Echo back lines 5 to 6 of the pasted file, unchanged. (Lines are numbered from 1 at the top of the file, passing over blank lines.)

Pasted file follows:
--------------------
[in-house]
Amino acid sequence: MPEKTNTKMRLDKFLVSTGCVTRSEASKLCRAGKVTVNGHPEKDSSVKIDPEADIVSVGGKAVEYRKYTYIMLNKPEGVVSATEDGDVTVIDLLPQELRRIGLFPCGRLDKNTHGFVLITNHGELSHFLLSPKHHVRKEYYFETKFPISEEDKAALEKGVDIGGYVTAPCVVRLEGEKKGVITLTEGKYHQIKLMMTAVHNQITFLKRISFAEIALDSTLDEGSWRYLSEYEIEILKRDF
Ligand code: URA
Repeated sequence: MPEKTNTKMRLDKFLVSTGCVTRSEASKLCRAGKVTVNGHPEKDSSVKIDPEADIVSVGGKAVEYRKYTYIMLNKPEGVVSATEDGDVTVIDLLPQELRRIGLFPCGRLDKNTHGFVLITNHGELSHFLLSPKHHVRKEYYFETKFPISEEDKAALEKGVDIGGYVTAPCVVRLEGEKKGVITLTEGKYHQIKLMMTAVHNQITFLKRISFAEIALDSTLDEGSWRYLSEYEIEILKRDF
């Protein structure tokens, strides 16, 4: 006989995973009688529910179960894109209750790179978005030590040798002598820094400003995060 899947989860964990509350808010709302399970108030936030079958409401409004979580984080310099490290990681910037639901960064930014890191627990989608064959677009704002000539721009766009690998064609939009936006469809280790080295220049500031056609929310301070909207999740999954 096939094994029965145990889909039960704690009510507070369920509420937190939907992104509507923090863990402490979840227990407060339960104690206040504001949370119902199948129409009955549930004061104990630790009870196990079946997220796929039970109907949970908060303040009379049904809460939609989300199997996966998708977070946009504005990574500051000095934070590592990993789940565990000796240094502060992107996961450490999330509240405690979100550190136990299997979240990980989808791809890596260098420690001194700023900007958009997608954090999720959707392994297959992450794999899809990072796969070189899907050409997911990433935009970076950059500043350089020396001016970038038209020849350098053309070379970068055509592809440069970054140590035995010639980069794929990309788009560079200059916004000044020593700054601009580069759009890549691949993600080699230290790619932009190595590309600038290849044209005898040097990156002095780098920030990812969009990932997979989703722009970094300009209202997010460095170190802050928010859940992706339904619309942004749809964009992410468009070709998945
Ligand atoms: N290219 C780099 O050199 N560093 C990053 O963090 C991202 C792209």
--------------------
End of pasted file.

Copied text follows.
């Protein structure tokens, strides 16, 4: 006989995973009688529910179960894109209750790179978005030590040798002598820094400003995060 899947989860964990509350808010709302399970108030936030079958409401409004979580984080310099490290990681910037639901960064930014890191627990989608064959677009704002000539721009766009690998064609939009936006469809280790080295220049500031056609929310301070909207999740999954 096939094994029965145990889909039960704690009510507070369920509420937190939907992104509507923090863990402490979840227990407060339960104690206040504001949370119902199948129409009955549930004061104990630790009870196990079946997220796929039970109907949970908060303040009379049904809460939609989300199997996966998708977070946009504005990574500051000095934070590592990993789940565990000796240094502060992107996961450490999330509240405690979100550190136990299997979240990980989808791809890596260098420690001194700023900007958009997608954090999720959707392994297959992450794999899809990072796969070189899907050409997911990433935009970076950059500043350089020396001016970038038209020849350098053309070379970068055509592809440069970054140590035995010639980069794929990309788009560079200059916004000044020593700054601009580069759009890549691949993600080699230290790619932009190595590309600038290849044209005898040097990156002095780098920030990812969009990932997979989703722009970094300009209202997010460095170190802050928010859940992706339904619309942004749809964009992410468009070709998945
Ligand atoms: N290219 C780099 O050199 N560093 C990053 O963090 C991202 C792209």